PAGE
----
The world has lived for more than a year trying to develop effective methods to manage the SARS-CoV-2 virus, the microorganism responsible for the dreaded COVID-19 illness. Much information about the virus and the illness it causes is now available on the web. Almost on a daily basis, the media, policy makers, celebrities, and heavily credentialed scientists give updates on the virus, aspects of the illness, therapeutics, and seemingly infinite stories about the administration and effects of the vaccines. Conversation in social media abounds. Today’s situation features a broad spectrum of information on COVID-19 and, not surprisingly, serious disagreement on how the information should be used and how recommendations should be implemented to guide a return to “normal” life.
There are well-known organizations, some with the words “public health” or “science” in their names, that are assumed to practice responsible reporting. Others use the word “science” to lend credibility to the information or instructions they disseminate. The word “science” is used because it is “highly esteemed” and invokes a sense of infallibility, according to a book called What Is This Thing Called Science? (Hackett Publishing Company; 2013).
Scientific information may change with technology, available information, and even interpretation by experts. It is through science that knowledge is improved. We must continue the discourse even in the presence of difficult discords.
But what is meant when experts say “follow the science” or “it’s science”? When the word “science” is used in these cases, there usually is no reference to specific scientific studies or data, which is what most scientists use when they communicate scientific information to support their contentions. And how about the individuals to whom the “scientific” information is directed? Is science the same for these individuals as it is for the scientist and the communicator? What is science to them?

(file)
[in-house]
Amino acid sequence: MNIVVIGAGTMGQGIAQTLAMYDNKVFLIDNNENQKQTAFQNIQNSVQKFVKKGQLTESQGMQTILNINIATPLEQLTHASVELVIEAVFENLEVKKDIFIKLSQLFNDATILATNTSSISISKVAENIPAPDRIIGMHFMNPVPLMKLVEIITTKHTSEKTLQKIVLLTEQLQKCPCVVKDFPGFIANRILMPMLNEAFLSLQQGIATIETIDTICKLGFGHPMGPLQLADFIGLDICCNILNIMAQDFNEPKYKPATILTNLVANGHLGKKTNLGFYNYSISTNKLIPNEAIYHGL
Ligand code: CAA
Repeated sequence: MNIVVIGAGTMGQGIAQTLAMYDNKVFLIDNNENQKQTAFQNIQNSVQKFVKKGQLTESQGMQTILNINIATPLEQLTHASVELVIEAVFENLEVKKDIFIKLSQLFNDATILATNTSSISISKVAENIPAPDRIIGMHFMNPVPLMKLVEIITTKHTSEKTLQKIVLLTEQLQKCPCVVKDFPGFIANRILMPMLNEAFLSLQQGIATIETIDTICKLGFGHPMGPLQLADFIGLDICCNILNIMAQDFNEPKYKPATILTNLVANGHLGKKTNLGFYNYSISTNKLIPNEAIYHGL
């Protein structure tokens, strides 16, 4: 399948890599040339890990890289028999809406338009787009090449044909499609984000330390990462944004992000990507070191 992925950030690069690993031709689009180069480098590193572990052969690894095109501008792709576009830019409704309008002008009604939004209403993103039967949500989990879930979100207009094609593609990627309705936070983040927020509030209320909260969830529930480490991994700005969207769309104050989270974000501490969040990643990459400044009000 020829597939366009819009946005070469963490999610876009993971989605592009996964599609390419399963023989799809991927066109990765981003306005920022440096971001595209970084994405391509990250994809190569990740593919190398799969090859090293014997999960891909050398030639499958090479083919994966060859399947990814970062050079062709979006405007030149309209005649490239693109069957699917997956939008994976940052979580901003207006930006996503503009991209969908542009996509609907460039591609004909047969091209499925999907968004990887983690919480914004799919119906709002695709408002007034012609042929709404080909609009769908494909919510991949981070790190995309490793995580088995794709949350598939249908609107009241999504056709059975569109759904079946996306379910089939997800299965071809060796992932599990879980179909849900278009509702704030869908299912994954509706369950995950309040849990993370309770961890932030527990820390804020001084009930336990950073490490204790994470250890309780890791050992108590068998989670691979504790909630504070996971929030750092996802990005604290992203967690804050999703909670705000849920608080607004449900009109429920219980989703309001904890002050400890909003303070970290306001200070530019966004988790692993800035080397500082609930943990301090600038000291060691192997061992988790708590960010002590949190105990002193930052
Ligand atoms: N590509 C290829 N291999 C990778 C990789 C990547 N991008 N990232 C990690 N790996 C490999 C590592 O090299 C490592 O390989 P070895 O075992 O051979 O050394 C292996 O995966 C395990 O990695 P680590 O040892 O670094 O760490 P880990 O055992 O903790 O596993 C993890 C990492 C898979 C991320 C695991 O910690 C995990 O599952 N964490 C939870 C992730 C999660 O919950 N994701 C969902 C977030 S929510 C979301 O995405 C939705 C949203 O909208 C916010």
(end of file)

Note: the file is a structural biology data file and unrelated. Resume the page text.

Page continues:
The Meaning of Science
On April 12, 2021, two researchers, Eric Grunfeld, a researcher at Brown University in Alpine, N.J., and Hollis Belger, an independent researcher based in California, used an app called BimiLeap that employs the emerging science of mind genomics to create a mental picture of what science is, even when study respondents cannot articulate their understanding of it.
They created a narrative comprising four silos (or questions or categories), with four answers (elements) provided for each question. This 4 x 4 matrix resulted in 16 elements, which were then combined by an experimental design that mixed and matched ideas or concepts into vignettes. A full experimental design of 24 vignettes was created for each respondent in order to identify their emerging definition of “science.” Each vignette was unique and statistically independent of the others, and all 16 elements appeared equally often but covered a wide range of combinations. The experimental design eliminated interviewer bias and any respondent’s attempt to “game” the researchers.
The app presented the vignettes to the respondents, instructed them to rate the combinations on a scale. Respondents gave their insights intuitively. The app pooled their responses, measured the response time, and conducted the designated statistical analyses. The final product was delivered within six hours of the launch of the fieldwork in the form of complete reports in Excel and PowerPoint. The full results of the Grunfeld and Belger study will be published in Psychology Journal: Research Open, Volume 3, Issue 3. Some of their results are shared below.
A total of 108 respondents participated in the study, and a total of 24 x 108 vignettes were presented. The respondents were approximately two-thirds female and one-third male. Males defined science as “performing an experiment to see what occurs,” and they perceived the outcomes as clearly under their control for improvement. The females were not as clear as to what science was to them, aside from their belief that “science assists (our) evolution through time.”